Fortuna-Garsdorf recultivated area with its subareas.

Completed recultivation

Forestry recultivation: approx. 515ha

Agricultural recultivation: approx. 1460ha


Mining operations at the Fortuna-Garsdorf opencast mine began in 1955. With a total area of 2,280ha, it was at times considered one of the world’s largest opencast mines. The last tonne of lignite was removed from the opencast mine in May 1993. Initially, material was transported to the Glessener Höhe outside dump and Alt-Fortuna-Fischbach-Beisselsgrube by train. Sections of the north-south railway were actually integrated into the opencast mine for the transportation of material. The route described a long curve, allowing the heavy overburden trains to overcome the grade coming out of the opencast mine. This loop known as the ‘Rather Schleife’ is located between Rath and Auenheim. Later on, the modern large-scale opencast mines switched to belt conveyors.


The Peringsmaar in the Fortuna-Garsdorf recultivated area.

The recultivation of the Fortuna-Garsdorf opencast mine, completed in 2004, is a typical example of modern recultivation planning with agricultural and forestry areas in close proximity to each other along with zones reserved exclusively for ecological purposes. Embedded in the farmlands, a green space of approximately 120ha was created in 1988, directly adjacent to Bedburg. It encompasses three ponds and a 100ha meadow landscape, serving as a retention zone for the Erft river when needed. The green space is home to the Peringsmaar, a scenic lake approximately 20ha in size and protected against flooding from the Erft by a dam. It is named after the Peringser Hof that used to be located here. Two larger wetlands called organic ponds were established in a zone of about 10ha within the meadow landscape where the development of the flora and fauna is largely undisturbed. These habitats are supplied only by surface water from the immediate catchment area. The three ponds organically treat the water for the Peringsmaar. A dune landscape is located farther south, offering a habitat for many rare animal and plant species with lean turf and nutrient-poor soils. This was the route of two belt conveyors from the Hambach opencast mine to the Fortuna opencast mine, transporting the material for backfilling. Extending away from the retention zone, the Glescher Mulde forms a link to the reforested slopes of the Wiedenfelder Höhe. It fulfils important ecological functions as a green belt in the agricultural recultivation, a link in the habitat network that connects the forest areas of the Peringsmaar to those of the Wiedenfelder Höhe, a slightly raised inside dump forming a level plateau that is reserved for agricultural use.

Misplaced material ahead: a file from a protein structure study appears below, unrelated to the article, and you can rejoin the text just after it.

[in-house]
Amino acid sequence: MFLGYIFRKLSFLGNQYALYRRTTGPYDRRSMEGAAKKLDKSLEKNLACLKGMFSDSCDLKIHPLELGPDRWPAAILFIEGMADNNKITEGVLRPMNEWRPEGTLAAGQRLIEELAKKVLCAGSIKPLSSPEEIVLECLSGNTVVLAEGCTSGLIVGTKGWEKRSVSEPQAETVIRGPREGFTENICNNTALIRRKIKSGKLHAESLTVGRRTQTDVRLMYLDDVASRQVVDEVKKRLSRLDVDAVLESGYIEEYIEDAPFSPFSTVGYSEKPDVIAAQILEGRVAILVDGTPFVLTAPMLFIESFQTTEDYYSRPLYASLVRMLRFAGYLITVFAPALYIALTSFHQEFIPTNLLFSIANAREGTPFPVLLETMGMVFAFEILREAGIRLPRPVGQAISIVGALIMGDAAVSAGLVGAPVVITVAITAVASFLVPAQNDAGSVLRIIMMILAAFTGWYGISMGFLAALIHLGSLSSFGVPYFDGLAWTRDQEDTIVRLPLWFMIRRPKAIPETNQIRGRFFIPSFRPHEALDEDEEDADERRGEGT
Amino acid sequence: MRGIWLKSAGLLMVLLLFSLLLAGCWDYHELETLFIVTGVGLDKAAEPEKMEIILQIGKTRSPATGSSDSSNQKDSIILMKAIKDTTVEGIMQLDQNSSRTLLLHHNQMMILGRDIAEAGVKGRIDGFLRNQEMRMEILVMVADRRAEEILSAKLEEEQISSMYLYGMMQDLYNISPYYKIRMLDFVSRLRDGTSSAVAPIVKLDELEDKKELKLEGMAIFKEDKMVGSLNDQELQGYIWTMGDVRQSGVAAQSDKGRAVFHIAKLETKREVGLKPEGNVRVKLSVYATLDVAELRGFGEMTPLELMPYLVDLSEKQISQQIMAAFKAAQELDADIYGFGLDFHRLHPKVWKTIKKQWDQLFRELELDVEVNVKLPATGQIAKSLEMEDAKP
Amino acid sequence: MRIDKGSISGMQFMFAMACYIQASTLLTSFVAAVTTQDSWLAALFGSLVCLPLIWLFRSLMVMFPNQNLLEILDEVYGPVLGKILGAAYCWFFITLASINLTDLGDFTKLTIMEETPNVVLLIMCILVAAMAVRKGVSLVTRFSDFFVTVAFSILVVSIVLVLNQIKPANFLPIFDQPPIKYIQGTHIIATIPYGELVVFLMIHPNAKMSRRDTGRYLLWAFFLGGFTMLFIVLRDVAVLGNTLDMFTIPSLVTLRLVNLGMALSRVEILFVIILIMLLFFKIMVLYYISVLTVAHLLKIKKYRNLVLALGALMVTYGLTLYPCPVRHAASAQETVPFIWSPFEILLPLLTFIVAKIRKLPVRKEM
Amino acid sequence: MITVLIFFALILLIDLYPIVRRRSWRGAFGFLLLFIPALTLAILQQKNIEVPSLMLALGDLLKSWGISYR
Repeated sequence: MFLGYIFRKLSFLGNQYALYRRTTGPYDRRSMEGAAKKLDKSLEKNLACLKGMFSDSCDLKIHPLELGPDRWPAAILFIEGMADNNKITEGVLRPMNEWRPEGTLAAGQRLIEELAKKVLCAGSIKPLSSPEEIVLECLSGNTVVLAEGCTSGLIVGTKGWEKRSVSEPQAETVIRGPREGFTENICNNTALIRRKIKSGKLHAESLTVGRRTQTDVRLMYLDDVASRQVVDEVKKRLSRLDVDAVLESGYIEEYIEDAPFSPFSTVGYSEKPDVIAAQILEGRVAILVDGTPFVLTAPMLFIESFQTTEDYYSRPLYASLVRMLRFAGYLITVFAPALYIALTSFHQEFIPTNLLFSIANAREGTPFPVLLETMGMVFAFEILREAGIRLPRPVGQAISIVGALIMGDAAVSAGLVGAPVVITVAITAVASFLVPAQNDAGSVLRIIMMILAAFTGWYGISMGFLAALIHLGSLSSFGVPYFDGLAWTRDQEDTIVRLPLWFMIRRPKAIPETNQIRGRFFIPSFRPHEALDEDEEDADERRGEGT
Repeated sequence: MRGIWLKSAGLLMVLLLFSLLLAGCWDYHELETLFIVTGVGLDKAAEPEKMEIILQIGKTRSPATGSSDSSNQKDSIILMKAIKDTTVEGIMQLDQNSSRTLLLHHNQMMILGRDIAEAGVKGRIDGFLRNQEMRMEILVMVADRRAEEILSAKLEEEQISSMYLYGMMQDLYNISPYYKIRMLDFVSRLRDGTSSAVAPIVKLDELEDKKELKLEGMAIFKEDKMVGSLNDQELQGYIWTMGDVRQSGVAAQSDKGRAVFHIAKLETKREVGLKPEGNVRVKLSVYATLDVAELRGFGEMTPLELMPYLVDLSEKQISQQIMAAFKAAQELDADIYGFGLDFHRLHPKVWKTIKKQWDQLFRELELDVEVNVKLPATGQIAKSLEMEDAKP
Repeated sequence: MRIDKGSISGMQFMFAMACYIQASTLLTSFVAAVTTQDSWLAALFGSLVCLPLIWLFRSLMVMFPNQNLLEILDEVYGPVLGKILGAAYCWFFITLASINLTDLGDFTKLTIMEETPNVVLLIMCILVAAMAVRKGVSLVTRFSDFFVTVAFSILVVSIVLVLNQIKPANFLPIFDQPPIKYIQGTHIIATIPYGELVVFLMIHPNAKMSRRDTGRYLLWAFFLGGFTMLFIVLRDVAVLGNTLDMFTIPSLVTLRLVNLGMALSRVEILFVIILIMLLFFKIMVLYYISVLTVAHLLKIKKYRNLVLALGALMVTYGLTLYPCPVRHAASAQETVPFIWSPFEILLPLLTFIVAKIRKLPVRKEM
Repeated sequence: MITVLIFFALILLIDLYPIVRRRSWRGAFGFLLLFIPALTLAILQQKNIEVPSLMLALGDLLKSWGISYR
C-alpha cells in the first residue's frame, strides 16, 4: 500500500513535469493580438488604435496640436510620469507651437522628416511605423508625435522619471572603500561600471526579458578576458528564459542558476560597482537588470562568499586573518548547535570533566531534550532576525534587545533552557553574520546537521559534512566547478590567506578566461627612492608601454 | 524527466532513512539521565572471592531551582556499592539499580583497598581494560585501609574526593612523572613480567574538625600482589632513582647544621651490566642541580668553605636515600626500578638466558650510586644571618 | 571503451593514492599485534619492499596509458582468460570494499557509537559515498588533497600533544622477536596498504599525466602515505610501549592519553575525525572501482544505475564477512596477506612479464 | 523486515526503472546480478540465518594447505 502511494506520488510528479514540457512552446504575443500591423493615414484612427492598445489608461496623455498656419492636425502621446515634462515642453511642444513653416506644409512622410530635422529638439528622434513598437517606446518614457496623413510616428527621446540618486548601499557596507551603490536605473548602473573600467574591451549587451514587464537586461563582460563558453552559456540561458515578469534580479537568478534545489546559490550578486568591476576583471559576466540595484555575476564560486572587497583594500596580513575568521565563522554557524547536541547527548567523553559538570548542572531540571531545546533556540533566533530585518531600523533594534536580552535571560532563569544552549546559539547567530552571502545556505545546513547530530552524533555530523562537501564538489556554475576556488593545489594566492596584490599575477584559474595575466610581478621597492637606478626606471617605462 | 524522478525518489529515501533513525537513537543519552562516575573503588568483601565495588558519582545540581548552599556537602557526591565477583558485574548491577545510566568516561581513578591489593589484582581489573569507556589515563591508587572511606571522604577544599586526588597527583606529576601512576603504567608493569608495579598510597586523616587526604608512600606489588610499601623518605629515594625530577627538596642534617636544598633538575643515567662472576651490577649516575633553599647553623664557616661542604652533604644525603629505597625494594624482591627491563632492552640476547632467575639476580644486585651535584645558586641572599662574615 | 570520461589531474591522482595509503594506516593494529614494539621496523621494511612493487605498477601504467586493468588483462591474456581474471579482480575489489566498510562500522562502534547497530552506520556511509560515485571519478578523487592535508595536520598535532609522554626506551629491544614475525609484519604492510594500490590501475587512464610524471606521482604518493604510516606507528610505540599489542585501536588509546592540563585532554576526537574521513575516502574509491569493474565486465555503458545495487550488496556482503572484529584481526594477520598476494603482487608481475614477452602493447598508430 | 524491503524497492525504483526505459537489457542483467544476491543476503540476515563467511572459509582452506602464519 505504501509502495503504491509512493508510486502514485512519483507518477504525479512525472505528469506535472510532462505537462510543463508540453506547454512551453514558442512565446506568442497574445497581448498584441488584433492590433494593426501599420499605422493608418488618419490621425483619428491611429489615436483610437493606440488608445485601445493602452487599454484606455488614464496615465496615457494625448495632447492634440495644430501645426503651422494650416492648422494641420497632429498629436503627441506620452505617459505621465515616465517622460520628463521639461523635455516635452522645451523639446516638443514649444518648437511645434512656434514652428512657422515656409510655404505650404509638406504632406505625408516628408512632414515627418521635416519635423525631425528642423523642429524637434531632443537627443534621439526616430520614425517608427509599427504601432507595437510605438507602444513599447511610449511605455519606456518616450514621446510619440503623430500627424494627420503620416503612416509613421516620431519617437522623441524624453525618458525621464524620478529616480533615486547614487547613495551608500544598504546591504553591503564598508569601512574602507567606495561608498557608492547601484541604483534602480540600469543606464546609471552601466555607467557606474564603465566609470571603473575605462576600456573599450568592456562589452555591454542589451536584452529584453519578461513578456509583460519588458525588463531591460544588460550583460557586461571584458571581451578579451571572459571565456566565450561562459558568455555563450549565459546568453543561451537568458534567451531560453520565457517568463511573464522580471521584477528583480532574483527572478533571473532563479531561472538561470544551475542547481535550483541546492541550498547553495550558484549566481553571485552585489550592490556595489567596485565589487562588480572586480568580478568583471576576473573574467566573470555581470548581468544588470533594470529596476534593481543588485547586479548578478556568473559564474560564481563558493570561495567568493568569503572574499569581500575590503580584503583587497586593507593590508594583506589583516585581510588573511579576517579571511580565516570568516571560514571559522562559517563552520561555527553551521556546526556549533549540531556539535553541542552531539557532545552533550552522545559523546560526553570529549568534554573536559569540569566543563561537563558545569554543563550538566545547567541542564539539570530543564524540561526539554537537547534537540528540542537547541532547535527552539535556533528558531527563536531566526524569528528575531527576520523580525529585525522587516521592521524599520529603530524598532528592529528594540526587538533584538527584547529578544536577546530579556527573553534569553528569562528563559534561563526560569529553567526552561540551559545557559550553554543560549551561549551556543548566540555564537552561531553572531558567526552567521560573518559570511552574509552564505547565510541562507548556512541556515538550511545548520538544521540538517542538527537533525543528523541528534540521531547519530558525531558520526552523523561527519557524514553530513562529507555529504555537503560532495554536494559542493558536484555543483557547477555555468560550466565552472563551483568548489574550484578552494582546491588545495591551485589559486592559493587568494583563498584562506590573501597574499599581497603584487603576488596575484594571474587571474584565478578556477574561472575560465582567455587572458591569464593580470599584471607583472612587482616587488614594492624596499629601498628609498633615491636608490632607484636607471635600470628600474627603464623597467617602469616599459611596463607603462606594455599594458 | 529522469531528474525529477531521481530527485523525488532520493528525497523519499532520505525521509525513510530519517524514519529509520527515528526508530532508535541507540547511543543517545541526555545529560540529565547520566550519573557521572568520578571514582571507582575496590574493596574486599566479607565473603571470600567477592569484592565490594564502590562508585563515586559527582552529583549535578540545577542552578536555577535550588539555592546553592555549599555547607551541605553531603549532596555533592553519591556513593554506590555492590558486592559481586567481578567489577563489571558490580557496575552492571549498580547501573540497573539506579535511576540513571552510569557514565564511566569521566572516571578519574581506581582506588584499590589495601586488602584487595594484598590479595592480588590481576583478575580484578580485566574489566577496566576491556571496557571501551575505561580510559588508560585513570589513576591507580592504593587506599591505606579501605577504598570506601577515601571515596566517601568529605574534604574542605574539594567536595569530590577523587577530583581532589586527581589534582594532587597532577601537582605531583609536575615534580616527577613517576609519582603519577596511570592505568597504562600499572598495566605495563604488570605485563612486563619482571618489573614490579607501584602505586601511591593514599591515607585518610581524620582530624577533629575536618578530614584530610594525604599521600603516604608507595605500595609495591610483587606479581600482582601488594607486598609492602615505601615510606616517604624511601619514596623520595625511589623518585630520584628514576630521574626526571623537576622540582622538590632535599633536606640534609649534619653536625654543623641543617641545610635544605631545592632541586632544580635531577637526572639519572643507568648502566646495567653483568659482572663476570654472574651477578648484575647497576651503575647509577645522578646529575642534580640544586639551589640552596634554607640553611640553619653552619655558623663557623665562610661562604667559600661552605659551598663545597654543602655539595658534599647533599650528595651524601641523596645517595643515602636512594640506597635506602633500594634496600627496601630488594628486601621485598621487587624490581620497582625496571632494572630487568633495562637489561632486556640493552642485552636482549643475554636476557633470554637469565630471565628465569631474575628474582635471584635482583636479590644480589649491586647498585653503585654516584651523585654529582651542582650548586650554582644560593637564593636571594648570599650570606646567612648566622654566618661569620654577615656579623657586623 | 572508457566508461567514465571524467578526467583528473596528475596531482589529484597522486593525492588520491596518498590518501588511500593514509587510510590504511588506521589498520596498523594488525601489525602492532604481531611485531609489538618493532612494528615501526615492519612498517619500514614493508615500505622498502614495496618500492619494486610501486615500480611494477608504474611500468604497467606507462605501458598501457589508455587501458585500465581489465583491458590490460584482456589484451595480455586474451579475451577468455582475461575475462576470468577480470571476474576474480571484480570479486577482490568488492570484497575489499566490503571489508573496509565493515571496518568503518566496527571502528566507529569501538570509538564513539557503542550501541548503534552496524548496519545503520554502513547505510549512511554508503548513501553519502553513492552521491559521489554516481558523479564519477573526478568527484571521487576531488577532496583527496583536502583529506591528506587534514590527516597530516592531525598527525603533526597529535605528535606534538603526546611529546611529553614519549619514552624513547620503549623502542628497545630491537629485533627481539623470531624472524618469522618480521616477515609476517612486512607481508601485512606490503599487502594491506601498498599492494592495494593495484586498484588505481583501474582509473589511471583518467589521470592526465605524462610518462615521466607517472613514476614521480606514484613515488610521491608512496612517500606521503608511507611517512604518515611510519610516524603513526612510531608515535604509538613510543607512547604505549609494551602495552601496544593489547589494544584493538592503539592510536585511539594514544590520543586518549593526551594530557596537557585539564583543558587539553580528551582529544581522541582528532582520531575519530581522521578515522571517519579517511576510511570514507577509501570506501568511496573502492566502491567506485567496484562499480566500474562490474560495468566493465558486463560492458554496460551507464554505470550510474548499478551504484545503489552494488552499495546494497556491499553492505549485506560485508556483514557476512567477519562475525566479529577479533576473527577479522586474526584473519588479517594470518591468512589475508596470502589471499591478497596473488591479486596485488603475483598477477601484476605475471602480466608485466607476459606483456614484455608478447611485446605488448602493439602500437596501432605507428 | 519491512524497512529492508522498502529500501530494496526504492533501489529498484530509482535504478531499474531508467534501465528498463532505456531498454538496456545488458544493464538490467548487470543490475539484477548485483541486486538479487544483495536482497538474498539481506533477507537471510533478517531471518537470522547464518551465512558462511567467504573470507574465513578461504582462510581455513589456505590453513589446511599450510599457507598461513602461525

Special ecological features

More than 600 plant and fungus species and around 800 animal species have been recorded in the Fortuna-Garsdorf recultivated area to date, and a systematic study of some animal groups is still pending. Many of these species are endangered and on the Red List.

Some of the rare and endangered animal and plant species are:

Birds: Skylark, corn bunting, partridge, quail, little grebe, great crested grebe, Montagu’s harrier, lapwing, little ringed plover, turtle dove, cuckoo, red-backed shrike, oriole, wood lark, wood warbler, nightingale, wheatear, meadow pipit, linnet

Mammals: Brown hare, hazel dormouse

Amphibians: Natterjack toad, green toad, agile frog

Reptiles: Sand lizard, slow-worm

Wild bees: Spiny mason wasp, black-headed mason wasp, clover blunthorn bee, blunthorn nomad bee

Grasshoppers: Blue-winged grasshopper, two-spotted grasshopper 

Butterflies: Pale clouded yellow, black-veined white, large wall brown, wall brown, white admiral

Dragonflies: Scarce blue-tailed damselfly, hairy dragonfly, scarce chaser, yellow-winged darter

Orchids: 10 different native species, including southern marsh orchid, bee orchid, military orchid

See our list of species for more.

Red-backed shrike (© photo: F. Kirstein)
Southern marsh orchid (© photo: O. Tillmanns)
Natterjack toad (© photo: K. Görgen)
Blue-winged grasshopper (© photo: M. Gutmann)
Scarce chaser (© photo: W. Wünsch)
Linnet (© photo: F. Kirstein)
Slow-worm (© photo: L. Binek)
Hazel dormouse (© photo: M. Stollberg)

Further recultivation areas